"'I knew she'd been talking about me.  Well?'

  ""She said you were used to all kinds of things--splendours and amusements and excitements--that we could never hope to give you here.'

"Madame Olenska smiled faintly into the circle of smoke about her lips.

"'Medora is incorrigibly romantic.  It has made up to her for so many things!'

"Archer hesitated again, and again took his risk.  'Is your aunt's romanticism always consistent with accuracy?'

"'You mean: Does she always speak the truth?'  Her niece considered.  'Well, I'll tell you: in almost everything she says, there's something true and something untrue.  But why do you ask?  What has she been telling you?'

"He looked into the fire, and then back at her shining presence.  His heart tightened with the thought that this was their last evening by that fireside, and that in a moment the carriage would come to carry her away."

So short, so suggestive, that magic moment in the mirror when their eyes locked.  This weekend I cheated and watched the Martin Scorsese movie, filmed in 1993, even though I'm 100 pages from the end of the book.  The film was mostly faithful to the book, and was filled with actual quotes from the book.  Now I know how the story ends, with its devastating consequences for Newland.  In the movie, Scorsese has the two clench and kiss in this scene, which as you can see, didn't happen in the book at this moment, but perhaps that was to have a scene that enlivens up an otherwise dreary and dull movie up to that point.  The movie picked up steam from this point onwards.

Thursday, December 10, 2015

Dead right or dead wrong

You're acutely aware of the rules of the road when you're running, because it's a safety issue.  You have to know what an approaching car is likely to do, and you have to make eye contact with the driver before you exert your right of way as a pedestrian when, say, you're on the sidewalk crossing a driveway with a car coming out.

Today I was running up a sidewalk to a controlled intersection just as the light turned green for me to cross.  However, a steady stream of cars were coming up to the red light (for them) and making a right-hand turn at speed without stopping first (the rule for right-turn-on-red) and physically cutting off my absolute right-of-way to cross the street on my green light.  They were coming around the corner so fast and steadily that I couldn't make eye contact with any driver.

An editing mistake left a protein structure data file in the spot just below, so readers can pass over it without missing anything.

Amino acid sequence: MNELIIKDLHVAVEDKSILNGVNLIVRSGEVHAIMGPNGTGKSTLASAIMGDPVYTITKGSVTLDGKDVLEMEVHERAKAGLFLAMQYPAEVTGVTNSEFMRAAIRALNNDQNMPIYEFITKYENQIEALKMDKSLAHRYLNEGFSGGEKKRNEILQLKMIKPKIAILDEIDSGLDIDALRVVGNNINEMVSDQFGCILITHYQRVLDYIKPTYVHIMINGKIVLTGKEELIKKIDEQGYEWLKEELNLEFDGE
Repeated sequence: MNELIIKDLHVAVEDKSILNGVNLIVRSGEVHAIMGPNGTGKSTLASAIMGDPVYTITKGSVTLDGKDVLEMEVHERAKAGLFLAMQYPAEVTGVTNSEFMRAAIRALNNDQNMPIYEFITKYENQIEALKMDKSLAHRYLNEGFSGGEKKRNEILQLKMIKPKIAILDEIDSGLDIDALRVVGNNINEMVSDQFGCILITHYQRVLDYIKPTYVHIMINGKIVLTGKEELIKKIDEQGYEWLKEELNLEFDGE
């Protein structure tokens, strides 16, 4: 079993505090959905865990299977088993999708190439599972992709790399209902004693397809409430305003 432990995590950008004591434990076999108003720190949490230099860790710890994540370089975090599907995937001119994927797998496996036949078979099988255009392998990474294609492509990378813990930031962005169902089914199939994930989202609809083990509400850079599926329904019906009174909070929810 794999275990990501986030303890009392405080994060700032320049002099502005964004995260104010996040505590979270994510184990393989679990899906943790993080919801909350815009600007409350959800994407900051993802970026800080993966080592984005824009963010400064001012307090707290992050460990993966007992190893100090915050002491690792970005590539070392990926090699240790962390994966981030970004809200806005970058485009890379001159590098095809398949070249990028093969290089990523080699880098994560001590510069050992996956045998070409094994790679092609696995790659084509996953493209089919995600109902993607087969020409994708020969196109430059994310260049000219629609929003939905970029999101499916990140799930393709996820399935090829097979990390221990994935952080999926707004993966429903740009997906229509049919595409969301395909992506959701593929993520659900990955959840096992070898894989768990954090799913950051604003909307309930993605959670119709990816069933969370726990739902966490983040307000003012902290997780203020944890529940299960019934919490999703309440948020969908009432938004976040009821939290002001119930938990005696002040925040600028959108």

Was I invisible?  I didn't notice particularly that the cars had their lights on during the day because many cars have their lights on all the time now and it was grey and looked like inclement weather was imminent.

I tried to impose myself into the crosswalk and start across the street but those turning cars weren't stopping or slowing no matter how poised I was to take that final step off the curb into the street.  If I stepped into the crosswalk, it was clear that the next car was likely to hit me.  As I stood on the curb, unable got enforce my right of way, I threw my hands up in frustration and muttered something profane.  (I was on a run!  I had the right of way!)

The driver in the lead car which was stopped in the left through lane at the red light rolled down his passenger window and yelled something at me that I didn't hear clearly because of all the traffic noise created by the cars cutting right around me as I stood poised on the curb.  My first impression was that he had yelled, "You're really obsessive!"  In trying to cross the street on green, had I stumbled upon an entire band of runner-haters?

The situation wasn't making sense.  I could not cross the street due to the steady interference of turning cars blocking my path and now this man was yelling at me.  Then as my brain tried to process the situation I belatedly recognized what he had yelled at me, "Funeral procession!"

The steady stream of turning cars exhausted itself, without a single one slowing down a bit despite my proximity to nearly being in their way, and the man who had shouted at me turned his car down the street I had run up from his far lane and started chasing the procession of cars.